Payments would be made out of this fund to support the elderly, on one hand, and on the other hand to provide seed money to young persons when they turned 21, so they could set themselves up in business and start families without fear of poverty.
The perennial proposal: Idealistic and impractical?
Paine’s proposals largely fell on deaf ears in all three of his homes, England (where he was persona non grata for his role in the War of Independence), France (where his English notions of limited government were out of step with the sans-culottes’ revolutionary agenda), as well as in the new United States (where he had fallen into disrepute for his francophile atheistic leanings).
The newly independent United States found it easier to relieve their discontent over land distribution with aggressive westward expansion rather than institutional reform.
It was inevitable, though: Sooner or later, English-speaking settlers would swallow up the whole space between the former colonies and the Pacific Ocean. In fact, that happened with speed that would have astonished the revolutionary generation.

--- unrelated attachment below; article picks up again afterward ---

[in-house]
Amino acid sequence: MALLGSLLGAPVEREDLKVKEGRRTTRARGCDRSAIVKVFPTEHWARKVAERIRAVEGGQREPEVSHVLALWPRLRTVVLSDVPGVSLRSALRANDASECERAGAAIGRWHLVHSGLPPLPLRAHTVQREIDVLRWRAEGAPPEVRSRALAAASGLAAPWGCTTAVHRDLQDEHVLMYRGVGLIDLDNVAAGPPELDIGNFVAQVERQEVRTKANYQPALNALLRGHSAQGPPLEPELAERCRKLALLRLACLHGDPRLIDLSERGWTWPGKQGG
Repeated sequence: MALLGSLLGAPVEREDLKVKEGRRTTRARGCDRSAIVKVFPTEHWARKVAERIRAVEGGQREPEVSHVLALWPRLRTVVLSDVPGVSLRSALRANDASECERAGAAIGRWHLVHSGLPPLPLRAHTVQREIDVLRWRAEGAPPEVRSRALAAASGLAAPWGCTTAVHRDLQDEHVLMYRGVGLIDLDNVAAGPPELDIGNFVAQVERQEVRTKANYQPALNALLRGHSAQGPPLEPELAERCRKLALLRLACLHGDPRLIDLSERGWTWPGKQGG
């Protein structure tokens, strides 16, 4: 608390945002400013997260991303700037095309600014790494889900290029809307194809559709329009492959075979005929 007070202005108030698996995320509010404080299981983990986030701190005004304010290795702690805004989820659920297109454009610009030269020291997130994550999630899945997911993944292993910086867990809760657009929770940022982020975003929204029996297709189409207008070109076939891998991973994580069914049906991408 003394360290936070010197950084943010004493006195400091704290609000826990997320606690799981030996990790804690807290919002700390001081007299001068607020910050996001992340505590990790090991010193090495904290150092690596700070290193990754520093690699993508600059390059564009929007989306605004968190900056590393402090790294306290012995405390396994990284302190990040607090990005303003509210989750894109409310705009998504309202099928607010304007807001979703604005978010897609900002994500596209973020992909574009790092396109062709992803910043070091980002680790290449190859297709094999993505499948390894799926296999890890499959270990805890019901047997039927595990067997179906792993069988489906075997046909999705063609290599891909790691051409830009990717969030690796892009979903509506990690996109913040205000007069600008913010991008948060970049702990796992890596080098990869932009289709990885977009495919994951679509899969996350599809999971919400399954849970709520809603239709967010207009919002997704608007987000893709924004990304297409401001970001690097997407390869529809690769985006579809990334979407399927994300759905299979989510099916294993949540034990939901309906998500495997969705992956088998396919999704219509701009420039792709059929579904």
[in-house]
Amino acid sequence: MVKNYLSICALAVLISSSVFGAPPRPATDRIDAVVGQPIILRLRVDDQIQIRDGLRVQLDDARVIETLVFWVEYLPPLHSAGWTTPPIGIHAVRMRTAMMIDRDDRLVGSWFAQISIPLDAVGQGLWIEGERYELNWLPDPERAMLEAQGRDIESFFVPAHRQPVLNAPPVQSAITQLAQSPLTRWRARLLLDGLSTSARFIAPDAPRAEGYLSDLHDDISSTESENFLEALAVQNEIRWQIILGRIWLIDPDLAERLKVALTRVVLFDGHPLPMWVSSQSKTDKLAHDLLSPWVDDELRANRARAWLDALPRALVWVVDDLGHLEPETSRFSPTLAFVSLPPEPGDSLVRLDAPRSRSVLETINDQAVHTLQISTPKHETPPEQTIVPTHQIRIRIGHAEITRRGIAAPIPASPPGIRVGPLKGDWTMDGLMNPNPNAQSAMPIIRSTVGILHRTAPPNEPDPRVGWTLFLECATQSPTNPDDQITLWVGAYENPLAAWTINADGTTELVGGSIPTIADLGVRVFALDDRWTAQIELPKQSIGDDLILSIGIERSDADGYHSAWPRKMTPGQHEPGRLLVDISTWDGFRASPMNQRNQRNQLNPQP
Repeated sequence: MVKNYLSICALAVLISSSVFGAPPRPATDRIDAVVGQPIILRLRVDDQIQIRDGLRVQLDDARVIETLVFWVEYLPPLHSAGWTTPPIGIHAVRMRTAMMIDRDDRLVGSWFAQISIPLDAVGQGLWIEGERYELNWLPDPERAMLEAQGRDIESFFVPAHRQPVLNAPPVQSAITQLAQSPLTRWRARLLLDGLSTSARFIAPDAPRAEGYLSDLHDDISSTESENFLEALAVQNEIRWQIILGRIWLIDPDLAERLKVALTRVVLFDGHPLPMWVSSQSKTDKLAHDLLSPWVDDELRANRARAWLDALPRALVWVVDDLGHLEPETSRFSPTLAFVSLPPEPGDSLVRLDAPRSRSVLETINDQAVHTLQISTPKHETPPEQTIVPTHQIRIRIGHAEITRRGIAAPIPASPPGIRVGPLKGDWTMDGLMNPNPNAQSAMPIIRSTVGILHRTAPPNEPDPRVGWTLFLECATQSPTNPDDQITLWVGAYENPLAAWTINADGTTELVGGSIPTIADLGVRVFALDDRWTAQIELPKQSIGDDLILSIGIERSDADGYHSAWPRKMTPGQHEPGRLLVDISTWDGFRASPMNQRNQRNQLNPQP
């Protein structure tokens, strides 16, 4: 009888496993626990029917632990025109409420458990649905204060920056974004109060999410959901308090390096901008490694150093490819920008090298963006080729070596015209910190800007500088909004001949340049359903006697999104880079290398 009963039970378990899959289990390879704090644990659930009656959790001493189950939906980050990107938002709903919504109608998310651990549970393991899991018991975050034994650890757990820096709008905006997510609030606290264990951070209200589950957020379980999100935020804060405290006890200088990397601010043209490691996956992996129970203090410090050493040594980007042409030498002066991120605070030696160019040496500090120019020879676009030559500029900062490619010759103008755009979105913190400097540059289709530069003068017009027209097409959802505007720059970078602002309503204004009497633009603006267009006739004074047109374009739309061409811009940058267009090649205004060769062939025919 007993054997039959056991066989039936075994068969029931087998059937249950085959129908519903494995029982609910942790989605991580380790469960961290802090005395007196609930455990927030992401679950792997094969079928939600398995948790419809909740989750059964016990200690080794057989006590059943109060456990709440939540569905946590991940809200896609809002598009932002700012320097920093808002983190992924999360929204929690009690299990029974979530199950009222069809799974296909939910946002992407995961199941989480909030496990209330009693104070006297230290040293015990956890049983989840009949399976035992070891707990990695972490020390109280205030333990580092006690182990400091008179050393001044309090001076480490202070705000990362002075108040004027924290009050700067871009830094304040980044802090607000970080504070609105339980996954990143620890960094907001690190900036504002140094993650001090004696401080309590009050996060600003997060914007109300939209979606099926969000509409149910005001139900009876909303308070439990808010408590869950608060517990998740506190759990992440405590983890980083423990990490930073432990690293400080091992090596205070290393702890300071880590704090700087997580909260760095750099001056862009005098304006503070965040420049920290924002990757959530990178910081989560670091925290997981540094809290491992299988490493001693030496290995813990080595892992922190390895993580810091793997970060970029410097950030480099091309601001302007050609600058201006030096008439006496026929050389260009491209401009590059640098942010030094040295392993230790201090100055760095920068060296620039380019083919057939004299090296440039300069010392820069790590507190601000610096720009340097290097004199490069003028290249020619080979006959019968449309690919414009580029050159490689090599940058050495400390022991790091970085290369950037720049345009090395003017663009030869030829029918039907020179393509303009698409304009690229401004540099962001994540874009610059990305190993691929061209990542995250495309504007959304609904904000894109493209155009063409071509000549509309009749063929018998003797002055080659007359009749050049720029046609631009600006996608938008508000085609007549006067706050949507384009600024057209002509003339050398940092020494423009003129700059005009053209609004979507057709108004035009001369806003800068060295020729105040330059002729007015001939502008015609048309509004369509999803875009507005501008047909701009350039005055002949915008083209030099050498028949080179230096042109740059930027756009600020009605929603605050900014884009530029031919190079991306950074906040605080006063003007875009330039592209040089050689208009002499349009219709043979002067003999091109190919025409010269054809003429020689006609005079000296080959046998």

Even the most knowledgeable Euro-Americans in the late 1700s, such as Thomas Jefferson, had only a vague idea of how big the continent was. Less than a century after Jefferson’s presidency, the frontier was officially closed.
As the in-between spaces filled up and as it became obvious that “enough and as good” would no longer be available to aspiring farmers, Paine’s solution was resuscitated in a new form. This time, the idea was presented as a land tax, championed by Henry George.
Locke was ignorant of Native American agricultural traditions and land management practices.
How could Locke’s basic principles be rescued when the condition of “enough and as good” no longer obtained?
Thomas Paine argued: one who encloses land owes one’s neighbors some compensation.
The US preferred to indulge in aggressive westward expansion rather than institutional reform.